Published : Thursday, March 14, 2019 | 5:08 PM
The Ninth Circuit Court of Appeals in Pasadena has affirmed a lower court finding the City of Santa Monica did not violate federal law with an ordinance imposing obligations on companies that host online platforms for short-term vacation rentals.
The ordinance at issue required online platforms HomeAway and Airbnb to monitor and remove third-party content on their websites.
The appellate panel said the ordinance prohibits processing transactions for unregistered properties and does not require the platforms to review the content provided by the hosts of listings on their websites.
Rather, the only monitoring that appeared necessary in order to comply with the ordinance, “related to incoming requests to complete a booking transaction – content that, while resulting from the third-party listings, was distinct, internal, and nonpublic,” the panel noted.
Santa Monica’s city council passed Ordinance 2535 in May 2015, and amended it in 2017, to regulate the short-term vacation rental market and to authorize licensed “home-sharing,” or rentals where residents remain on-site with guests.
The ordinance also prohibited all other short-term home rentals of 30 consecutive days or less.
Santa Monica’s concern was that short-term rentals had negatively impacted the quality and character of the city’s neighborhoods by, “bringing commercial activity and removing residential housing stock from the market,” according to court documents.
Filing a complaint in June 2015, the HomeAway.com and Airbnb argued that the ordinance interfered with the federal Communications Decency Act of 1996 and the First Amendment, protecting internet companies from liability for posting third-party content.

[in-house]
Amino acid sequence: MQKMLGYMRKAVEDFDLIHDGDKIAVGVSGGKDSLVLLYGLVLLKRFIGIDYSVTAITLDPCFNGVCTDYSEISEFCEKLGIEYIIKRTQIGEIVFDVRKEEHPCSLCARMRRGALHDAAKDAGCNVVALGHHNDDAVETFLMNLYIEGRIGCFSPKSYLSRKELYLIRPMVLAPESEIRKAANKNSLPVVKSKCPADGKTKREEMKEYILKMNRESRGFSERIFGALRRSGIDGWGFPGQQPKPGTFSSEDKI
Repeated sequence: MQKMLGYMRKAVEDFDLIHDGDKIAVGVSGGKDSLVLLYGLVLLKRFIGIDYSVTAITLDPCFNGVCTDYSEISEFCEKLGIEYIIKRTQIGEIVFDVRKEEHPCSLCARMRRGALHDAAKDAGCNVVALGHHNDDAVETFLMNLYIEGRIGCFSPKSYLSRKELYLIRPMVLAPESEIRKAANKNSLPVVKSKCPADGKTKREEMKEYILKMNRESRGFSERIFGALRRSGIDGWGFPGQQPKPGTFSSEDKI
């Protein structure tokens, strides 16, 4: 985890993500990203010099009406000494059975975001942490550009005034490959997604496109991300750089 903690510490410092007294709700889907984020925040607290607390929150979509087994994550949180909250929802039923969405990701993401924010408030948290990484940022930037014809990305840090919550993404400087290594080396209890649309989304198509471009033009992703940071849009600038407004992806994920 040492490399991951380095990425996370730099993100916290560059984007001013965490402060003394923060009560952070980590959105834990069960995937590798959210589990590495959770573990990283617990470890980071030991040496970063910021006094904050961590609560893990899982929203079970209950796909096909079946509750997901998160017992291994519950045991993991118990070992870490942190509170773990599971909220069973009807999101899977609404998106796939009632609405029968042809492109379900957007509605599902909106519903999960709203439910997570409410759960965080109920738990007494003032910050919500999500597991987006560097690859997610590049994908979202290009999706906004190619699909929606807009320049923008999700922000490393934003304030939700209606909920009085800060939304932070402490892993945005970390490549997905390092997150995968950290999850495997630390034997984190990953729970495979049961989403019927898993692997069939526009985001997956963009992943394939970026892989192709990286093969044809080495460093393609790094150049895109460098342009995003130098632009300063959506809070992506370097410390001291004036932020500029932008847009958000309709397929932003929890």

The Ninth Circuit appeals panel affirmed the U.S. District Court for the Central District of California’s denial of preliminary injunctive relief and its dismissal of the platforms’ complaints “for failure to state a claim under the Communications Decency Act and the First Amendment.”
In their March 13 ruling, the panel said the ordinance is plainly a housing and rental regulation.
“The Ordinance itself makes clear,” the ruling stated, “that the City’s ‘central and significant goal… is preservation of its housing stock and preserving the quality and nature of residential neighborhoods.’ As such, with respect to the platforms, the only inevitable effect, and the stated purpose, of the ordinance is to prohibit them from completing booking transactions for unlawful rentals,” the panel wrote.
“We look forward to collaborating and cooperating with technology companies to advance the community’s best interests, but the platforms’ broad assertions of immunity in this case simply go too far,” Santa Monica City Attorney Lane Dilg said in a statement sent to the Tahoe Daily Tribune.
The Tribune also carried a statement by Airbnb saying they had been trying to work with Santa Monica “on a solution that ensures working and middle-class families who want to visit the coast can find an affordable place to stay.
“Despite our efforts, the city insisted on an approach that was out of step with progress across the country,” the Airbnb statement said.